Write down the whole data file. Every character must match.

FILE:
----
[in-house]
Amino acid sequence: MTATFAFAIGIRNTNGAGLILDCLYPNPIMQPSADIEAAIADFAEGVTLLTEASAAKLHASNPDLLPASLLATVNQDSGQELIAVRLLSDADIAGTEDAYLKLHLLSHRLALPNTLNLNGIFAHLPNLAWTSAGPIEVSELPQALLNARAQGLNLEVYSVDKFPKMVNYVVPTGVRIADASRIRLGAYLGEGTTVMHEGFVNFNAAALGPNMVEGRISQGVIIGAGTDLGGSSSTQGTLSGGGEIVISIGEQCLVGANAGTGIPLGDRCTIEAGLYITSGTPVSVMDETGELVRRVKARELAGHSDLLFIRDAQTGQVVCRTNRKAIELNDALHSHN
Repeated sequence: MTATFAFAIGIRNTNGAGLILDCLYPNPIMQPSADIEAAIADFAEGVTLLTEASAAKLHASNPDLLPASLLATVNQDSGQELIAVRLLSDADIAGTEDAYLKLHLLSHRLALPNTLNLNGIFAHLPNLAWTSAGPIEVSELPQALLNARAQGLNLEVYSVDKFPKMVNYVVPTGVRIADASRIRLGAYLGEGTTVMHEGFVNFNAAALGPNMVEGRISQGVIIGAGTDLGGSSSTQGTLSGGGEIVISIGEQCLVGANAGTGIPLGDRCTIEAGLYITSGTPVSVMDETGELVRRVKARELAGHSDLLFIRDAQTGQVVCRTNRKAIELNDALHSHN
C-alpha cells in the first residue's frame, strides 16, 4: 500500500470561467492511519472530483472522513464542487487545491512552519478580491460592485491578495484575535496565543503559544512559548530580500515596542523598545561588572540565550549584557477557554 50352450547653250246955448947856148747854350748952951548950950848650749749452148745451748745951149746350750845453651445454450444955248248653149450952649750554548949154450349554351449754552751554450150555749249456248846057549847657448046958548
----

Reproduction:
[in-house]
Amino acid sequence: MTATFAFAIGIRNTNGAGLILDCLYPNPIMQPSADIEAAIADFAEGVTLLTEASAAKLHASNPDLLPASLLATVNQDSGQELIAVRLLSDADIAGTEDAYLKLHLLSHRLALPNTLNLNGIFAHLPNLAWTSAGPIEVSELPQALLNARAQGLNLEVYSVDKFPKMVNYVVPTGVRIADASRIRLGAYLGEGTTVMHEGFVNFNAAALGPNMVEGRISQGVIIGAGTDLGGSSSTQGTLSGGGEIVISIGEQCLVGANAGTGIPLGDRCTIEAGLYITSGTPVSVMDETGELVRRVKARELAGHSDLLFIRDAQTGQVVCRTNRKAIELNDALHSHN
Repeated sequence: MTATFAFAIGIRNTNGAGLILDCLYPNPIMQPSADIEAAIADFAEGVTLLTEASAAKLHASNPDLLPASLLATVNQDSGQELIAVRLLSDADIAGTEDAYLKLHLLSHRLALPNTLNLNGIFAHLPNLAWTSAGPIEVSELPQALLNARAQGLNLEVYSVDKFPKMVNYVVPTGVRIADASRIRLGAYLGEGTTVMHEGFVNFNAAALGPNMVEGRISQGVIIGAGTDLGGSSSTQGTLSGGGEIVISIGEQCLVGANAGTGIPLGDRCTIEAGLYITSGTPVSVMDETGELVRRVKARELAGHSDLLFIRDAQTGQVVCRTNRKAIELNDALHSHN
C-alpha cells in the first residue's frame, strides 16, 4: 500500500470561467492511519472530483472522513464542487487545491512552519478580491460592485491578495484575535496565543503559544512559548530580500515596542523598545561588572540565550549584557477557554 50352450547653250246955448947856148747854350748952951548950950848650749749452148745451748745951149746350750845453651445454450444955248248653149450952649750554548949154450349554351449754552751554450150555749249456248846057549847657448046958548